I hope these tips have helped you. Visit CopelandCoaching.com to find more tips to improve your job search. If I can be of assistance to you, don’t hesitate to reach out to me here.

Also, be sure to subscribe to my Copeland Coaching Podcast on Apple Podcasts or Stitcher where I discuss career advice every Tuesday! If you’ve already heard the podcast and enjoy it, please consider leaving a review in iTunes or Stitcher.

Happy hunting!

Angela Copeland
@CopelandCoach

 

The Salary Riddle

There’s a riddle hidden at the end of job interviews. As a candidate, you show up to an interviewing believing you’ll be talking about fit. And, you do – at first.

You go through your work background. You give your elevator pitch. You explain why you want the job, why you’re looking for a job, and what would make you a great candidate. You cover the basics.

If things go well during the interview, you assume you’ll go to the next round. But, before you do, there’s usually a riddle standing between you and interview number two.

You must correctly guess the answer to the question, “How much money do you want?”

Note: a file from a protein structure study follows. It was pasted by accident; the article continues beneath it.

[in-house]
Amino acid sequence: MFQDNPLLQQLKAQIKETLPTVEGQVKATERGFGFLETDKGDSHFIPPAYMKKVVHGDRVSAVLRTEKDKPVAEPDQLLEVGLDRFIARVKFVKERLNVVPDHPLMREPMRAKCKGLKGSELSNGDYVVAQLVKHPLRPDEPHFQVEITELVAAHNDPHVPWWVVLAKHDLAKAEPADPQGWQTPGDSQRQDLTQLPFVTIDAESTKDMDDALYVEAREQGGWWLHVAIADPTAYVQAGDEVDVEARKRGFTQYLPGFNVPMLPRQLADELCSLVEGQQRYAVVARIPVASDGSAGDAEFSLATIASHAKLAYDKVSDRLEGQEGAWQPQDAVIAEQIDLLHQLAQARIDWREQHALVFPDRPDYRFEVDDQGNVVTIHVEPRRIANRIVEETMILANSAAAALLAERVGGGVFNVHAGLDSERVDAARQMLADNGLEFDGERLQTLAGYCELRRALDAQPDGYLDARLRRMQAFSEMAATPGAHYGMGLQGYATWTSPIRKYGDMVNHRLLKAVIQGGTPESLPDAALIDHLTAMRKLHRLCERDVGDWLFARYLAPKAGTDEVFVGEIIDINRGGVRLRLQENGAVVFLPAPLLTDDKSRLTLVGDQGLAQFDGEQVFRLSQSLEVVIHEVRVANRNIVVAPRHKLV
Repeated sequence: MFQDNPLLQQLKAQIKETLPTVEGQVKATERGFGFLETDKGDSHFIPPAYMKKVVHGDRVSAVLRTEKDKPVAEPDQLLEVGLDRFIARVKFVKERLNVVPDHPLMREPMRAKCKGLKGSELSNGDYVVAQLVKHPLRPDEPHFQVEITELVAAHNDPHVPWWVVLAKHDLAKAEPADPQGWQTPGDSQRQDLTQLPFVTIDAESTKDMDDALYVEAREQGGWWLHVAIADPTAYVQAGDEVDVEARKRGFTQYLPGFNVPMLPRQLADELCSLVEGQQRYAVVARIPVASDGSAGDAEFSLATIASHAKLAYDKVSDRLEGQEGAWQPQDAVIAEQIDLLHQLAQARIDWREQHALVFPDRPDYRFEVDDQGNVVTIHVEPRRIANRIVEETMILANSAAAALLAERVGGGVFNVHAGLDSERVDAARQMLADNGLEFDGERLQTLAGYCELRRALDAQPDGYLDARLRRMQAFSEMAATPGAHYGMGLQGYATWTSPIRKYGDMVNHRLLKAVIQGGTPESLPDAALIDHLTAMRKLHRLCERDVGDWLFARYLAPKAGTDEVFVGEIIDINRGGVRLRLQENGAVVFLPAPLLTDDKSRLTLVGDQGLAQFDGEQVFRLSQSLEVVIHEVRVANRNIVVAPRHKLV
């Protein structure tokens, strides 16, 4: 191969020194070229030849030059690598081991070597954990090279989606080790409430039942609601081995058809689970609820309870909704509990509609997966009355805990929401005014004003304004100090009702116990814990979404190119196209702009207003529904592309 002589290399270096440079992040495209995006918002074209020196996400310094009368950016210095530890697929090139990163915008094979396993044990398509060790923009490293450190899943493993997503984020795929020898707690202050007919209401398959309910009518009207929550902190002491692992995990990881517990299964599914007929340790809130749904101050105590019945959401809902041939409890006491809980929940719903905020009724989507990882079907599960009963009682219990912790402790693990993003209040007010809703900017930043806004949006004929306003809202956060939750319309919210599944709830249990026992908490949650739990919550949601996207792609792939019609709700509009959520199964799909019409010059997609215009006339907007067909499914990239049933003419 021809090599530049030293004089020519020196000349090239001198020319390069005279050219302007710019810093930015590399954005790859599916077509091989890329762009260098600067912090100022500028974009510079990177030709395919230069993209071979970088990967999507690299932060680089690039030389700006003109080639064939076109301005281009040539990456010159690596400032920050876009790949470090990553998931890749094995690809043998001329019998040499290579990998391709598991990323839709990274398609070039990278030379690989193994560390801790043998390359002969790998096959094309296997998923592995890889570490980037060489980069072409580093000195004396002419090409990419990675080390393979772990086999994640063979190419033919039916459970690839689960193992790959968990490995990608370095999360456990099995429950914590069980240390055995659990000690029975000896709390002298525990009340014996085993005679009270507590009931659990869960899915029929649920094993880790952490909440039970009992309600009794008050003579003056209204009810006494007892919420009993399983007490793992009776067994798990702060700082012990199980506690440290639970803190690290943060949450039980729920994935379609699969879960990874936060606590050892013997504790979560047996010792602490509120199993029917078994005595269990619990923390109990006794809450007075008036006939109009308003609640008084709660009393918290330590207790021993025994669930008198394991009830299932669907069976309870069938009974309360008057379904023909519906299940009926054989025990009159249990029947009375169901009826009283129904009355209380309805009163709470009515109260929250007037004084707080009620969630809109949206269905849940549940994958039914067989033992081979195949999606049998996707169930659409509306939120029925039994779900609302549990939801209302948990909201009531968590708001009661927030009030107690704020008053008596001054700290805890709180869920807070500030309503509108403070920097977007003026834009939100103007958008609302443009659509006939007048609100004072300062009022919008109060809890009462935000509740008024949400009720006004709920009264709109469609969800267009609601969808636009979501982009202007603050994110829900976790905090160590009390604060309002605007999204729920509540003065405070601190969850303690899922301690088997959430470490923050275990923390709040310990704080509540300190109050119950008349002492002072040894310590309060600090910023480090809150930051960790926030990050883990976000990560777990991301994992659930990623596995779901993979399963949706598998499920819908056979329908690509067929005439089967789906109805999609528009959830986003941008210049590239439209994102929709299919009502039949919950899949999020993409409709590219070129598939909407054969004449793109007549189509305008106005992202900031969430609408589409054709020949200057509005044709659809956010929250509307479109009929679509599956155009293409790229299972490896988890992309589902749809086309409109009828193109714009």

To the company, this is a simple question. They have a budget and they need to know if you fit in it. The problem is, different companies pay different amounts for the same job. I am beginning to think that many companies aren’t aware of this fact. Or, they assume the job seeker is tied to a specific dollar figure.

There are layers of problems to giving a salary number. You don’t know what the annual bonus is going to be yet. The target bonus could be zero percent or 45 percent of the base salary. You don’t know yet what the 401K match might be. You don’t know if there are other perks, like stock. You also may not know yet how big the job is. These things should all factor into your estimation of how much a job may pay.